Quality Improvement and Patient Safety

At the Icahn School of Medicine at Mount Sinai (ISMMS), we are committed to providing the educational opportunities for residents and fellows to gain the knowledge and skills necessary to become leaders in quality improvement and patient safety.

In keeping with the ambitious goals of the ACGME’s Clinical Learning Environment Review (CLER) Program, we seek to ensure that post-graduate training occurs in learning environments in which safety is optimized and trainees are regularly engaged in committees and initiatives that allow them to impact patient care and operational efficiency. We strive to achieve a culture of safety, where adverse events are reported and residents and fellows are involved in investigations and debriefs to learn from errors and adverse events. Below you will find some of the current activities and initiatives that are underway.

Clinical Learning Environment Review (CLER) Subcommittee

Chaired by Michael R. Berman, MD, MBI, and Brijen J. Shah, MD, and a working subcommittee of the ISMMS Graduate Medical Education Committee (GMEC), the CLER Subcommittee comprises GME leaders, faculty, and residents/fellows and works to meet the ACGME’s expectations for an optimal clinical learning environment to achieve safe and high quality patient care in the following domains:

  • Patient safety reporting, education, and engagement, including the opportunity to participate in investigations and follow-up
  • Professionalism education and engagement, including resident and faculty perceptions of professionalism and the establishment of effective policies and procedures for addressing concerns and reports of unprofessional behavior
  • Quality improvement education and engagement in quality improvement activities and committees, including initiatives related to health care disparities
  • Transitions of care education and engagement, including communications between consult teams and patient transfers between services and locations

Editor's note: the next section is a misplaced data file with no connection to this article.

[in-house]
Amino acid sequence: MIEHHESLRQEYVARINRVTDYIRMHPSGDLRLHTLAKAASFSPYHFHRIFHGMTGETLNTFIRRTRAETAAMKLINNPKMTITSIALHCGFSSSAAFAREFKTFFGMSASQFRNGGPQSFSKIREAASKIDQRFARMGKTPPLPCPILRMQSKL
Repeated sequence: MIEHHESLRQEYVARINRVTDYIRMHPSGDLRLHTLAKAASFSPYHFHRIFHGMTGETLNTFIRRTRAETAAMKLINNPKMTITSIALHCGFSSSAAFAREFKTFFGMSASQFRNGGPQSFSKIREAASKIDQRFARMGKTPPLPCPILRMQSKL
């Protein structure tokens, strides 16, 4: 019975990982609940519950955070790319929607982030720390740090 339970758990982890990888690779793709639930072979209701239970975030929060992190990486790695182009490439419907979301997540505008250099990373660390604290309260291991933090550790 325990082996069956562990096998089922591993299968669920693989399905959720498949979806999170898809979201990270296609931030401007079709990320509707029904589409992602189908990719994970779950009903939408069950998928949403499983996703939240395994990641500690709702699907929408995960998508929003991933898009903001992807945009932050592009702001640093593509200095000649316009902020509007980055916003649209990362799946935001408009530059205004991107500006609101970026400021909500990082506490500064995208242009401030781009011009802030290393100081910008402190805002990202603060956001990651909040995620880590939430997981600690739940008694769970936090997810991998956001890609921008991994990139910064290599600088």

• Supervision education and monitoring, including resident and faculty perceptions of adequacy and the roles of clinical staff members other than physicians

ACGME Health Care Disparities Pathway Collaborative

ISMMS was one of nine Sponsoring Institutions nationwide to be selected to participate in the ACGME’s Pathway Leaders Health Care Disparities Collaborative as part of the ACGME’s Pursuing Excellence in the Clinical Learning Environments Initiative. The selected project is “Use of granular race and ethnicity data (RED) and sexual orientation and gender identity (SOGI) data to assess ambulatory learning environment’s disparities in process and outcomes of health care.” 

The collaborative, which runs January 2019 to March 2020, brings together a diverse group of team members, including GME and Hospital leadership, residents/fellows, faculty, health informaticists, and nurses to explore and improve health care disparities in our community. This project and participation in this collaborative provide an opportunity for the larger ISMMS GME community to learn from others and be a leader in this area of quality

Root Cause Analysis

At The Mount Sinai Hospital, residents are invited to apply to participate on the Root Cause Analysis (RCA) Committee, which is part of the Serious Adverse Event Process for Patient Safety. Participating members of the RCA Committee are provided with orientation and training and are invited to attend 5-10 RCAs over the course of the academic year, providing input to case discussions and safety solution meetings.

Incident Reporting

Residents and fellows across ISMMS programs are encouraged to report incidents and near misses that may impact patient safety. At The Mount Sinai Hospital, this occurs in the online Medical Event Reporting System (MERS), and trainees are also encouraged to participate in the Great Catch Program, which encourages the reporting of near misses with monthly rewards for the “best” catch. At Mount Sinai Beth Israel, trainees utilize the Enhancing Safety Through Engagement and Reporting (ESTER), which was developed in late 2017 to allow for online reporting of errors, unsafe conditions, and serious adverse events.

GME Lean Training Program

This 20-hour training program is based at the Mount Sinai St. Luke’s Lean Lab under the direction of Lucy Xenophon, MD, MPH, CMQ, Chief Transformation Officer at Mount Sinai St. Luke’s, and is designed to promote resident/fellow engagement in quality improvement, providing residents, fellows, and faculty mentors with exposure to Lean management principles and their application to the improvement of health care processes and operations. Participants are asked to complete a quality improvement project during the course of the training, and upon completion are provided with Lean Bronze Belt Certification.